The whitetip reef shark is often observed « sleeping » on the ocean floor.
Unlike most sharks who must swim continuously in order to oxygenate, this species can remain motionless on the seabed. To do this, it controls the opening and closing of its mouth, creating a current of air that passes through its gills.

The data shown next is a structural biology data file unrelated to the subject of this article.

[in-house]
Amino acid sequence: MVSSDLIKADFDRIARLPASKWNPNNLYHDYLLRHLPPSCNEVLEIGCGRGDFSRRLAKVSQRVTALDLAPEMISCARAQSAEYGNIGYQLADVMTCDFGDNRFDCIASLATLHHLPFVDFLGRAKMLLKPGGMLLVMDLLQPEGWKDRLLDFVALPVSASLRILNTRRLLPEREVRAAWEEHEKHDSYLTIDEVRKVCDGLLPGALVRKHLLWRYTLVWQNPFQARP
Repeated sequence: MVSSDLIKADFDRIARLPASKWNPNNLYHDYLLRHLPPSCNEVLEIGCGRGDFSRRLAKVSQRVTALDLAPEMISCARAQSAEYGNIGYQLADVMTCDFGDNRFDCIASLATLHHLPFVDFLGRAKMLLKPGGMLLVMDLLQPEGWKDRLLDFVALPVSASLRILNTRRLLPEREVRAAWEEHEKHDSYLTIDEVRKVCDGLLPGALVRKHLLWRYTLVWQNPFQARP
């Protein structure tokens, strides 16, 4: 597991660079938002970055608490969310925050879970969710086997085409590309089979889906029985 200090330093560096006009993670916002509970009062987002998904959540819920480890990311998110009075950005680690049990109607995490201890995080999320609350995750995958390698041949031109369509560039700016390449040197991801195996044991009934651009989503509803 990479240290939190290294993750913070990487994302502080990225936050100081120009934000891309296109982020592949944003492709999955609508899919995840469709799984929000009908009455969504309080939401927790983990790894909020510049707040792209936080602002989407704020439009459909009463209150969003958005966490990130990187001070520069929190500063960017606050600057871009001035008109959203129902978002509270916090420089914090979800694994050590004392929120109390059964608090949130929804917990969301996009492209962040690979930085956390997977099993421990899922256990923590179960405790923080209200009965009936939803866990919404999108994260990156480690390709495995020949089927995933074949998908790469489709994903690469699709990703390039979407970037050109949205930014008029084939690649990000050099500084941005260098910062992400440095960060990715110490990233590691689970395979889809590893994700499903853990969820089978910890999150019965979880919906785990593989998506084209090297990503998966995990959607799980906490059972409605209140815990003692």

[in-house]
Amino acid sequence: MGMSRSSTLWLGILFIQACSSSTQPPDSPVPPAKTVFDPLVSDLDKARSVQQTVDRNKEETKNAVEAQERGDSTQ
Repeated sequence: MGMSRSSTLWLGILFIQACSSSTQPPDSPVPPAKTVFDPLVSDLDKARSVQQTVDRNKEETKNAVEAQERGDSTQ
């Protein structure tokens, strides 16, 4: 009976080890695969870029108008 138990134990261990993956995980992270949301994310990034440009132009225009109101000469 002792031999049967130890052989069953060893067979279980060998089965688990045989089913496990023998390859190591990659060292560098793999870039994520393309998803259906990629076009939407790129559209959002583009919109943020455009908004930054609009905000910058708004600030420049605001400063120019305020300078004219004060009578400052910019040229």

The whitetip reef shark mainly hunts at night, catching crustaceans, octopi and reef fish that it extracts from crevasses with a great deal of dexterity.
The whitetip reef shark is viviparous (live-bearing). After mating, followed by 12 months of gestation, the female delivers a clutch of one to five baby sharks measuring roughly 50 cm. The whitetip reef shark can be curious about divers but is not considered a dangerous species.